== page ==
The U.S. Court of Appeals for the Federal Circuit denied the Department of Justice’s petition for rehearing en banc in a Trails Act case brought by Indiana landowners. True North Law filed two amicus briefs supporting the landowners on behalf of four property-rights organizations, the National Association of Reversionary Property Owners, the Cato Institute, Owners’ Counsel of America, Reason Foundation, and the Southeastern Legal Foundation, and also on behalf of distinguished scholar of property law, Professor James W. Ely, Jr. The most recent amicus brief is available here.
True North’s first amicus brief in this case was filed before a three-judge panel of the Federal Circuit. That panel ruled in favor of the landowners in a unanimous decision. But then the Justice Department asked the Federal Circuit to convene all the judges on the court and rehear the case, hoping the full court would reverse the panel’s decision. True North then filed another amicus brief asking the court to deny the federal government’s petition to rehear the case.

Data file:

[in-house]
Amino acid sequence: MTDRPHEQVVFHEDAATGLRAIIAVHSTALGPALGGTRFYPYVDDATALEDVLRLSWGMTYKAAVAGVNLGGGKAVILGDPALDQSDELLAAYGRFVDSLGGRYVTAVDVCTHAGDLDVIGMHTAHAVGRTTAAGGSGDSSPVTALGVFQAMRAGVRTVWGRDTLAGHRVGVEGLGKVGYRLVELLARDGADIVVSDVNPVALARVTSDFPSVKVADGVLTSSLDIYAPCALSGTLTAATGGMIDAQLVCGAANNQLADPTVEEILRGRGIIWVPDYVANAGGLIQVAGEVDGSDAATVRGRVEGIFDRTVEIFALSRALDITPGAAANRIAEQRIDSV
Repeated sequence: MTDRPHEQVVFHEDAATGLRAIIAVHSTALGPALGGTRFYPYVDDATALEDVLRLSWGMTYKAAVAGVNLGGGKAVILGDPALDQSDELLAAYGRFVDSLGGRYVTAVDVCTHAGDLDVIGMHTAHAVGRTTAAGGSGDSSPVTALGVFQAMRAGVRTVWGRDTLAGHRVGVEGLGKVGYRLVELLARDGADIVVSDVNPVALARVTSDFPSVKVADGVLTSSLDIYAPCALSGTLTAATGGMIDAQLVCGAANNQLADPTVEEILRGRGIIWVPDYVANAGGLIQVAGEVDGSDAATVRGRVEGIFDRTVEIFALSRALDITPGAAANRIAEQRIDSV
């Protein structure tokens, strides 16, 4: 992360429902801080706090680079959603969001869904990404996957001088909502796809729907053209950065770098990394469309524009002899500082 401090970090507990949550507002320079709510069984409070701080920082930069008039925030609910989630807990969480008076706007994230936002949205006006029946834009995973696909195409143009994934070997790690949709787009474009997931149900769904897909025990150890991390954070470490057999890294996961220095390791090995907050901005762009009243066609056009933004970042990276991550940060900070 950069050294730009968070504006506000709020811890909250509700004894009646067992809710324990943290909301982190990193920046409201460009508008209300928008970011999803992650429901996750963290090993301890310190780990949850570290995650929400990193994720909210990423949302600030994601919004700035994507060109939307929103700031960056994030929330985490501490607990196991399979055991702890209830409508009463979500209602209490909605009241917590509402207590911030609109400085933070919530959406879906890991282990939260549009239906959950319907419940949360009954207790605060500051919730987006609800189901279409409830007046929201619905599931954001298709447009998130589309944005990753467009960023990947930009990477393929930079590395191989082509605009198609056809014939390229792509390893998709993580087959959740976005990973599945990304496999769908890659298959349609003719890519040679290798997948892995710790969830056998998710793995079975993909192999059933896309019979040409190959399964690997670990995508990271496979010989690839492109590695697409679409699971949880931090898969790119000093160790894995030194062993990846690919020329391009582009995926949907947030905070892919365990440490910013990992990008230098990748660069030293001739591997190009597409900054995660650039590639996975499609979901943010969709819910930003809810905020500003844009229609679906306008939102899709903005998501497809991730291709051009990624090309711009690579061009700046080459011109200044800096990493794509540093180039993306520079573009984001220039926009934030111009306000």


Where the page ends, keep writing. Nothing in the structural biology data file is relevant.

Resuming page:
As the amici parties represented by True North pointed out in their brief, the federal government’s petition for rehearing en banc was a fool’s errand. The panel’s earlier decision in the case was based upon decades of the Federal Circuit’s prior precedent – precedent that the federal government had originally favored. In sum, the government failed to provide any reason why the Federal Circuit should reconvene en banc to reconsider and overturn thirty years of the Federal Circuit’s Trails Act jurisprudence in order to implement a new rule contrary to the Supreme Court’s Takings Clause jurisprudence. The landowners, supported by these amici parties, prevailed, and the Federal Circuit denied the government’s petition.